Dementia diseases represent a crisis of faith for many family members and congregations. Magnifying this crisis is the way people with dementia tend to be objectified by both medical and religious communities. They are recipients of treatment and projects for mission. Ministry is done to and for them rather than with them.
While acknowledging the devastation of dementia diseases, Ken Carder draws on his own experience as a caregiver, hospice chaplain, and pastoral practitioner to portray the gifts as well as the challenges accompanying dementia diseases. He confronts the deep personal and theological questions created by loving people with dementia diseases, demonstrating how living with dementia can be a means of growing in faith, wholeness, and ministry for the entire community of faith. He also reveals that authentic faith transcends intellectual beliefs, verbal affirmations, and prescribed practices. Carder asserts that the Judeo-Christian tradition offers a broader lens, defining personhood in relationship to God’s story and humanity’s participation in God’s mighty acts of creation and new creation; thereby contributing to hope, community, and self-worth.
Pastors and congregations will be better equipped to minister with people affected by dementia, receiving their gifts and responding to their unique needs. They will learn how people with dementia contribute to the community and the church’s life and mission, discovering practical ways those contributions can be identified, nurtured, and incorporated into the church’s life and ministry.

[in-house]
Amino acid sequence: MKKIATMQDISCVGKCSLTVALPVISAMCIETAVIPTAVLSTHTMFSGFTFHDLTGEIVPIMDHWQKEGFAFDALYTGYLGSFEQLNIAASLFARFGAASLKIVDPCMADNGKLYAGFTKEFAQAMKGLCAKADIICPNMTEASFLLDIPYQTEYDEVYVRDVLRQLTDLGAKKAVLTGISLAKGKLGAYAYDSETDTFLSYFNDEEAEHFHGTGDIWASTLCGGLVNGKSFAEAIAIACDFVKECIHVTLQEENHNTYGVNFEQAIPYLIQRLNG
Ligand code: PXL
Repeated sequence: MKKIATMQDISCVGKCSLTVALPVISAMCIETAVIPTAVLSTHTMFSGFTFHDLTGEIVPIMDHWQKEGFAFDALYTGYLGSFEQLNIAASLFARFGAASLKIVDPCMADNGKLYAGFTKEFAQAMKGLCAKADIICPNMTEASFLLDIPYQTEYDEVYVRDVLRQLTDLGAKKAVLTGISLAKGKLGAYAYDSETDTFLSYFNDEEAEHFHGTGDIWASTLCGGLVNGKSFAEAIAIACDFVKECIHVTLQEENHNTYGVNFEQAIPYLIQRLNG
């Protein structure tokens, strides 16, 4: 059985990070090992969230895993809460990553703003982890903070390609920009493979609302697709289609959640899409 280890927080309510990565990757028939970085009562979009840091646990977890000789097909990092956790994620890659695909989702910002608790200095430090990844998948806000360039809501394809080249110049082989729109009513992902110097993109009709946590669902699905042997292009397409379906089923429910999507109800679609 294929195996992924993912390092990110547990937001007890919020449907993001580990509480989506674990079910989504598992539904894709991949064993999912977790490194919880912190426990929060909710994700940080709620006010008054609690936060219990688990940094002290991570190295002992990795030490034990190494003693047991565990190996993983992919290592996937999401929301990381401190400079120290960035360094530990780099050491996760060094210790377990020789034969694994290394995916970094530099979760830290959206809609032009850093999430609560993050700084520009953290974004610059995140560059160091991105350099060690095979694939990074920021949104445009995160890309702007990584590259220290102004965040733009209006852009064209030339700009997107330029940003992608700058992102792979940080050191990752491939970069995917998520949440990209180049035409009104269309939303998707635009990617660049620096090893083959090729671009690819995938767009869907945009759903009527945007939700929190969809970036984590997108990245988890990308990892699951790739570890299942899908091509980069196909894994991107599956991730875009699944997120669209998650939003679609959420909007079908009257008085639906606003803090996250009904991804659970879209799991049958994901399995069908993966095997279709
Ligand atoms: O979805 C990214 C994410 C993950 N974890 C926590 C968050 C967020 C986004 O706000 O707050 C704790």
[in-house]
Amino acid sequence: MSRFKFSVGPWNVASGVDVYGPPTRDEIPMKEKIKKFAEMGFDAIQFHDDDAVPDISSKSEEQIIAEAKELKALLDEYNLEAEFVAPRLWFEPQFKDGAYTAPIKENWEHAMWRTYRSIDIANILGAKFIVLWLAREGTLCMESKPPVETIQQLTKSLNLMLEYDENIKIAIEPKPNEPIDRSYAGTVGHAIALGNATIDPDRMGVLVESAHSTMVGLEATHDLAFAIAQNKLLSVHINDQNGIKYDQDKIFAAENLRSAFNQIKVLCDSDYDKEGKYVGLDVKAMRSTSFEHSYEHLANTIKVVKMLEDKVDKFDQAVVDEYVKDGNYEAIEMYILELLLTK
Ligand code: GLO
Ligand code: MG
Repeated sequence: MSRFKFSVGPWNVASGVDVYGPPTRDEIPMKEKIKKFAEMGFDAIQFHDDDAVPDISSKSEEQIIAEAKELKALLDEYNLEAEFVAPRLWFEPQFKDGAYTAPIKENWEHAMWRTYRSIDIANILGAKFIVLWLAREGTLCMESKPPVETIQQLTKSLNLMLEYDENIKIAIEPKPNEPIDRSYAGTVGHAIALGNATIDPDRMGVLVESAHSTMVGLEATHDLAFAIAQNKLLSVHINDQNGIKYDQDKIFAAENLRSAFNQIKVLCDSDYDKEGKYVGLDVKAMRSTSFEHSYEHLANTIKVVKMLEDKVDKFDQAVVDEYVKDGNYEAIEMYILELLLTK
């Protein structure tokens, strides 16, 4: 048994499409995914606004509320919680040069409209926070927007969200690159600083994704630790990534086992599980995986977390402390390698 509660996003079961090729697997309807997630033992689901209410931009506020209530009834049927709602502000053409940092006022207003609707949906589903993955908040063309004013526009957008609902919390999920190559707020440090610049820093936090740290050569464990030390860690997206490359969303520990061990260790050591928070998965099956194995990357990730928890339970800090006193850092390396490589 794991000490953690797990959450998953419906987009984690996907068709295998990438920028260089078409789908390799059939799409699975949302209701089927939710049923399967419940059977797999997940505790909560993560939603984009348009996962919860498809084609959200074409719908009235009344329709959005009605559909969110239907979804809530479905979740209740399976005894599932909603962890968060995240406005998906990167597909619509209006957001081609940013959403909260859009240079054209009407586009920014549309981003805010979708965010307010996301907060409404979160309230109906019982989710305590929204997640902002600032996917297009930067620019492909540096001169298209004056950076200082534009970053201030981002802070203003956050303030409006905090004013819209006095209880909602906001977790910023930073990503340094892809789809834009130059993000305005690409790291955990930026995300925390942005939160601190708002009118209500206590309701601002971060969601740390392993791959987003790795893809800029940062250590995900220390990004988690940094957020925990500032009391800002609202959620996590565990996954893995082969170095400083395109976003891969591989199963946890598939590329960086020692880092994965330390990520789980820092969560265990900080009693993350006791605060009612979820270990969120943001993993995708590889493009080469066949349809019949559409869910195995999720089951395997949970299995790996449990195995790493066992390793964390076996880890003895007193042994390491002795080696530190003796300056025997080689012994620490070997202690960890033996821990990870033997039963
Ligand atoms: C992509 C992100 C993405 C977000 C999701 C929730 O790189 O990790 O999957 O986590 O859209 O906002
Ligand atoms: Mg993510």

From the Foreword:
"Bishop Carder has written a generously wise book that is a gift to the church and a healing resource for people living with dementia and all who walk with them and alongside them. Those who are seeking a book on pastoral care and dementia will find here a wealth of theological insight, practical recommendations, and reflections that are grounded in deeply lived experience. But this is not simply a book about living with dementia or caregiving for those who live with dementia, nor simply a book about pastoral care. It is rather a testimony from the wilderness, a memoir of 'trust-end-faith.' It is a book about what it means to be a disciple of Jesus Christ in our modern, technological world. It is a book about what it means to be known and loved by God, full stop. It is a book about what it means for love to endure, when all else fails."
–Warren Kinghorn, MD, ThD; Associate Professor of Psychiatry, Duke
University Medical Center; Esther Colliflower Associate Professor of the
Practice of Pastoral and Moral Theology, Duke Divinity School, Durham,